SP Plus said it is working quickly to refund anyone who was overcharged. Customers who were undercharged will not have to pay the difference. Each of the impacted customers will also get bonus points added to their accounts, which can be put toward free parking in the future.

    SP Plus said it will continue to monitor transactions to make sure everything is working properly.



    Photo Credit: NBC Connecticut

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    There was a fiery car accident on Bolton Road in Vernon on Friday.

    Vernon Police said one car went off the roadway on Bolton Road. 

    The road was closed between Bread and Milk Road and Reservoir Road. 

    "I was just driving up the road way on the way to my house," a neighbor, Frankie Zanin, told NBC Connecticut. "I saw flames coming up and i saw how much traffic and i ran up to see what happened."

    Zanin said the woman in the car was already out of it when he showed up. 

    "I don't know how she got out," Zanin said. "It was very lucky. I don't know how she wasn't more injured or got out of the car. it was pretty serious."

    No other information was immediately available. 



    Photo Credit: Frankie Zanin

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    A FedEx truck and motorcycle were in a serious crash on Friday. 

    Police said the crash happened on Windham Avenue near Jurach Road. 

    Windham Avenue was shut down.

    No injuries have been reported at the time of post. 




    Photo Credit: NBC Connecticut

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    The two Democrats that represent the state of Connecticut in the US Senate said the healthcare reform is as bad for Connecticut as they thought it would be, after the nonpartisan Congressional Budget Office's report revealed that 23 million could lose coverage under the proposal.

    In the Nutmeg State, that figure includes hundreds of thousands of residents.

    "It's like the dog caught the car, and they don't know what to do," said Sen. Chris Murphy.

    One of those people who could see spikes in the costs of her coverage and prescription drugs is Pamela Johnson from Ellington. She and her son both live with hereditary angioedema, a condition that leads to serious bouts with swelling.

    She said without access to affordable drug and health coverage, she would be crippled financially.

    “The medicine that I’m on is so expensive that a one month supply currently costs my insurance approximately $70,000 a month. I can’t afford that without access to affordable care," Johnson said during a press conference at the Legislative Office Building in Hartford.

    Sen. Richard Blumenthal said it's stories like Johnson's, and other similar ones, as to why he said the Republican healthcare plan won't muster enough votes for even consideration.

    “They are skyrocketing financial costs, catastrophic human costs, and unconscionable moral costs," Blumenthal said. "That’s the CBO score."

    Murphy added that he anticipates the Senate GOP caucus to craft its own measure, but will use the House version as its template.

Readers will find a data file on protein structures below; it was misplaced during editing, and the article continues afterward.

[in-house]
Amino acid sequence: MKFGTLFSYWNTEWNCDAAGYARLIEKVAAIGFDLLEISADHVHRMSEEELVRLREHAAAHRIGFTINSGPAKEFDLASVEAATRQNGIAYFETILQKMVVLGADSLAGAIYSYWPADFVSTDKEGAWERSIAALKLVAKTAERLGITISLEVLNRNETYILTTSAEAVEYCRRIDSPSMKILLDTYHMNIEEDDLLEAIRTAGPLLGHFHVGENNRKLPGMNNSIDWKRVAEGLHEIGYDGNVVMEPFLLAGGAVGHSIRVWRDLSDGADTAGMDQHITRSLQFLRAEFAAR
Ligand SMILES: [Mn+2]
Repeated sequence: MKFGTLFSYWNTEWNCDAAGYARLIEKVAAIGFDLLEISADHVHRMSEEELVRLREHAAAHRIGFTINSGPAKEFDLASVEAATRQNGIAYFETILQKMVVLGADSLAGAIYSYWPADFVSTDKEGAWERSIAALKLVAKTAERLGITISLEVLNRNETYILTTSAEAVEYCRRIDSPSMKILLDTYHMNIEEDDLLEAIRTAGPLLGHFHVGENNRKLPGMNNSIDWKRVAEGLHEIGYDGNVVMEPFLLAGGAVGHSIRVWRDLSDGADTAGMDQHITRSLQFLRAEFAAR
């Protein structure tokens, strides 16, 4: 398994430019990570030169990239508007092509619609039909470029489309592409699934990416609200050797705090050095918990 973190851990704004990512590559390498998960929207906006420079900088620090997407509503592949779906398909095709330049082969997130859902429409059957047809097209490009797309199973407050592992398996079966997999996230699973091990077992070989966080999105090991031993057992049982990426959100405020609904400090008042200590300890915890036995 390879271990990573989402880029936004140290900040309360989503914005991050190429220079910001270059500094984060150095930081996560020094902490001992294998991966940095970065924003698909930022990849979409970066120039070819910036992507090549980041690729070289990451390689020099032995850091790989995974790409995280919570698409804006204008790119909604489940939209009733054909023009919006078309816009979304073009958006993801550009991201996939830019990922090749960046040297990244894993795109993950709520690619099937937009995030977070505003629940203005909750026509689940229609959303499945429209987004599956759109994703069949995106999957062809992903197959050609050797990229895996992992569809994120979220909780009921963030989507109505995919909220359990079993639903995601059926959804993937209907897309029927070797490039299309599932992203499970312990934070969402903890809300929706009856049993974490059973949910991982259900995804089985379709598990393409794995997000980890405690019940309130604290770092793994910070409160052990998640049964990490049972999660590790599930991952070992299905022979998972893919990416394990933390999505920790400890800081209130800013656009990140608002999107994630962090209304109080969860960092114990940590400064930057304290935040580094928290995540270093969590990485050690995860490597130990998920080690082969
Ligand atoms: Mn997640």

“Our Senate Republican colleagues are writing their own bill behind closed doors and let me guarantee you that they are using the House bill as the foundation for their discussions. Senate Republicans are not going to write a radically different bill," Murphy said.

    The process could be a long one for any health reform to pass. If the Senate makes substantial changes to the House bill and it passes, it would then have to return for a House vote, and then it would need to pass the Senate again before reaching the president's desk.

    Murphy said the Senate is still a long way from those discussions even starting.

    "There aren't fifty votes for any healthcare bill," Murphy said.



    Photo Credit: Getty Images

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    Aetna has called Hartford home for more than 160 years, dating back to the years before the Civil War.

    Its office along Interstate 84 a stone’s throw from the State Capitol, is a part of the city’s corporate and professional fabric.

    For the better part of a year, Aetna executives haven’t denied that the company’s CEO and executives have been looking at a possible new location for its corporate headquarters, and with that information in hand, Shirley Leung, Business Editor and Columnist at the Boston Globe, pounced.

    She wrote her Friday column in the form of a letter to Aetna executives and said bluntly, “It has been the worst kept secret in New England. You want to get the hell out of Hartford.”

    Leung goes on to cite all of the reasons Aetna would find a great fit not just in Boston, but in Massachusetts as a whole: access to graduates and researchers at institutions like MIT and Harvard, being surrounded by established and emerging tech firms, a younger workforce, and the list goes on and on.

    Leung describes Boston as the “capital of healthcare,” saying, “We discover drugs. We cure cancer. We incubate health care reform.”

    But Leung’s column didn’t go unanswered. Dan Haar with the Hartford Courant penned his own letter, telling CEO Mark Bertolini and President Karen Lynch that Hartford is a good long-term bet. He acknowledges the state’s and city’s financial struggles, but maintains that in the end, Hartford isn’t a bad place to be.

    “This area has always been a fantastic place to live and raise a family, and as Connecticut economist Patrick Flaherty likes to say, today's millennials are tomorrow's thirty-somethings,” Haar writes.

    Haar points out Aetna’s commitment to provide the city of Hartford with funds to help it out of its fiscal malaise, how it has so much in common with UConn Health and Jackson Labs that are nearby, and how the tax climate in Massachusetts isn’t much better than the one in Connecticut.